Friday, December 3, 2010

Why didn't anyone think of this before?

A few days ago, The Dominion Post published an opinion piece by former Labour cabinet minister Steve Maharey, now vice-chancellor of Massey University. It was quite late at night when I read it the first time and it didn’t seem to make much sense. So I read it again this morning, when my mind was clearer, and it still didn’t make much sense.

Maharey is a past master of the fuzzy, impenetrable marshmallow-speak we heard so much of during the years of the Clark government. He doesn’t like what the government’s Welfare Working Group is up to (surprise!) so he proposes an alternative that is kinder to beneficiaries. But if you analyse the verbiage, which is not easy because it’s so glib and imprecise, what Maharey seems to be arguing for is the continuation of the status quo, dressed up as something new called “social development”.

Maharey writes: “What we need is an approach that will harmonise social policy with economic development and identify social programmes that make a contribution to economic growth.

“I call this alternative social development because it provides a justification for redistribution by advocating resources be put into social investments that will impact positively on the economy."

We’ve heard all this before; it’s classic New Labour “Third Way” stuff. We were bombarded with it by Labour’s spin factory between 1999 and 2008. But as is so often the case, Maharey is conspicuously light on concrete proposals. He prefers to deal in vague, utopian prescriptions that place a caring, paternalistic state at front and centre.

“Social policy would be seen as investment that makes a contribution to individual and collective prosperity,” he writes. “There is also a link in the other direction because economic growth is able to be harnessed to social ends.

“As we know, left to itself economic growth can lead to very unsatisfactory outcomes like poverty, social division, crime and conflict. A social development approach advocates strategies that increase employment, lift incomes and make a positive contribution to the life of the community. Once a social development approach is adopted, a policy programme readily takes shape.

“Instead of focusing on income transfers and maintenance programmes, the focus becomes one of investing so people can participate in the productive economy.”

Goodness me, he makes it all sound so easy. Why didn’t anyone think of this before?

Rather than being stigmatised and vilified, Maharey says, beneficiaries need practical assistance to gain skills and find employment that pays a living wage. He then reels off a textbook example of airy-fary New Labour mumbo-jumbo:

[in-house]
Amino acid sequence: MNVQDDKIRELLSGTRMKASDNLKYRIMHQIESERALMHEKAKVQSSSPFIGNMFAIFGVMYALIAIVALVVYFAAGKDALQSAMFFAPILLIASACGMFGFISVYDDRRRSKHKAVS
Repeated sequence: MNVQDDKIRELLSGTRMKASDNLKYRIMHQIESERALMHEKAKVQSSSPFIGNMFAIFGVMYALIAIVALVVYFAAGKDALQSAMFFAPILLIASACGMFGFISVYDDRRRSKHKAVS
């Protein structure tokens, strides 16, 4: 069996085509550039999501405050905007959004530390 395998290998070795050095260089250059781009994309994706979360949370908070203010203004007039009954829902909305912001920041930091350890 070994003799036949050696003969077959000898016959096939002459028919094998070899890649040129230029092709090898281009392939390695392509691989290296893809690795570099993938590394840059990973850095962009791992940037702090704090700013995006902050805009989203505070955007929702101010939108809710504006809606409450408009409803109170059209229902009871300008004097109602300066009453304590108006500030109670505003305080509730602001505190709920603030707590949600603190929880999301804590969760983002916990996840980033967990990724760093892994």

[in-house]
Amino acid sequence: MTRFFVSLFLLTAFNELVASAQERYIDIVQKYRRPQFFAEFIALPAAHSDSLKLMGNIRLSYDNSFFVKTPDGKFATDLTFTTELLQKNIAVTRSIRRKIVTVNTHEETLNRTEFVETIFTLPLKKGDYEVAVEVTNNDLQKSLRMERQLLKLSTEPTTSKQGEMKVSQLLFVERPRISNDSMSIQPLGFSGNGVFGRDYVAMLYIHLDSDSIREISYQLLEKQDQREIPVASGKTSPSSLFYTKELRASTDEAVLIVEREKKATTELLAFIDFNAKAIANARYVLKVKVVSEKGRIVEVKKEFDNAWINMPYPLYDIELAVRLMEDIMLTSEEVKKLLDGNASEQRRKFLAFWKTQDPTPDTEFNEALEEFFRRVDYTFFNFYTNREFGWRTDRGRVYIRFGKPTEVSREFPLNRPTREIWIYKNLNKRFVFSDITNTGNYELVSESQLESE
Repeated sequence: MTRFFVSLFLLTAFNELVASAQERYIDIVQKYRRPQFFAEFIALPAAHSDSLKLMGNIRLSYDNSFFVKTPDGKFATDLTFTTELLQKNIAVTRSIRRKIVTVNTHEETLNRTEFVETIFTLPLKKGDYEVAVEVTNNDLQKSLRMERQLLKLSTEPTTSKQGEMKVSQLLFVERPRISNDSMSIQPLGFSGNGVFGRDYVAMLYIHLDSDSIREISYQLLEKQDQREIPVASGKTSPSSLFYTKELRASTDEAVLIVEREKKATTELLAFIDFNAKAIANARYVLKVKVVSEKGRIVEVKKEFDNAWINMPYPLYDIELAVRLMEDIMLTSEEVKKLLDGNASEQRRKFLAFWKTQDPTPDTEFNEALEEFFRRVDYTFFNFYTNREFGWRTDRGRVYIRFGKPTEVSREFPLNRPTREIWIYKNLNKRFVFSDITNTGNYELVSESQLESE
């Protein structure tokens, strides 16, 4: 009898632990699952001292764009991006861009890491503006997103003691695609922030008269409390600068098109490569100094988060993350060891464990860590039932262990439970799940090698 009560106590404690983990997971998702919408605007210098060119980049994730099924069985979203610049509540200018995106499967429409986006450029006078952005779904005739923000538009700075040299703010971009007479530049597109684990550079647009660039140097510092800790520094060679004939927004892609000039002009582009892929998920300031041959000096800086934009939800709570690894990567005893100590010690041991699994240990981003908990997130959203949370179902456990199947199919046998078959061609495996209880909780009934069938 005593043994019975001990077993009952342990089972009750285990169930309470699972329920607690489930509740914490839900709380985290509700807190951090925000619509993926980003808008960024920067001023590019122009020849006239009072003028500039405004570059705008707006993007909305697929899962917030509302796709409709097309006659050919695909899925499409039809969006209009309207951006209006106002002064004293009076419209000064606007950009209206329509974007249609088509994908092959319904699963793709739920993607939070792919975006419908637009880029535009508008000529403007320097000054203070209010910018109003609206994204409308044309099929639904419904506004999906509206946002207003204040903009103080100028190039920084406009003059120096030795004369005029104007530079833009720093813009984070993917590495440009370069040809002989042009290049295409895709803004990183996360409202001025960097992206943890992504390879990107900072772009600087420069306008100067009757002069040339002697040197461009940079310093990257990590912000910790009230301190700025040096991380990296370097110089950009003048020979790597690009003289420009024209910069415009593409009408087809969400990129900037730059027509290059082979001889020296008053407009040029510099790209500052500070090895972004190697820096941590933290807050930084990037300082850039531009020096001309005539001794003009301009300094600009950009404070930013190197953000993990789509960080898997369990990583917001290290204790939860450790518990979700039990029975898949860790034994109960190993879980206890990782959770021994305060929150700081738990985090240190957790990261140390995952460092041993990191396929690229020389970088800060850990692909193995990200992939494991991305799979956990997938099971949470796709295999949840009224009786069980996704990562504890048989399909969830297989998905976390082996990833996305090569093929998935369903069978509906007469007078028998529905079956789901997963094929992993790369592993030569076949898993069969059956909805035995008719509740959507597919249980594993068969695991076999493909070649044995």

“Social development wants more than people in jobs. It wants higher levels of education, individuals and communities building assets, communities working together to improve their lot, and support to start small businesses. It wants to see social programmes that do not make a difference closed and existing programmes carefully monitored for effectiveness.

“It wants a social support system that is about opportunity instead of maintaining people on a benefit. More broadly, social development is about making sure that no matter what a person’s background or circumstances are, they get a chance to get on with life.”

In other words, if we all hold hands, close our eyes tightly and think positive thoughts, everything will be grand. The dead weight of welfare dependency that has sandbagged the New Zealand economy for decades will magically be eliminated. We’ll thrill to miraculous stories of personal transformation as lifelong beneficiaries, inspired by caring social workers, cast off their drug habits, cease their indiscriminate rooting, enrol in life-changing tertiary courses and end up making taxpayer-funded hip-hop videos for New Zealand On Air.

Maharey thinks all children should have a KiwiSaver-style account established for them at birth. He suggests that superannuation should be made compulsory and part of the savings made available for more small business start-ups. It’s the social democrat’s vision of the perfect world: more big government, more bureaucrats meddling in the private sector where they have no business and less expertise, more tertiary institutions offering useless courses, and more jobs for third-rate lecturers and teachers (who can, of course, be counted on to vote Labour for fear the gravy train will be derailed).

The social democratic states of western Europe are currently unravelling largely because of this na├»ve belief in the virtues of big government, but Maharey remains a true believer. If his thinking is representative of the Labour Party at large, it suggests they have learned nothing and still can’t be trusted.

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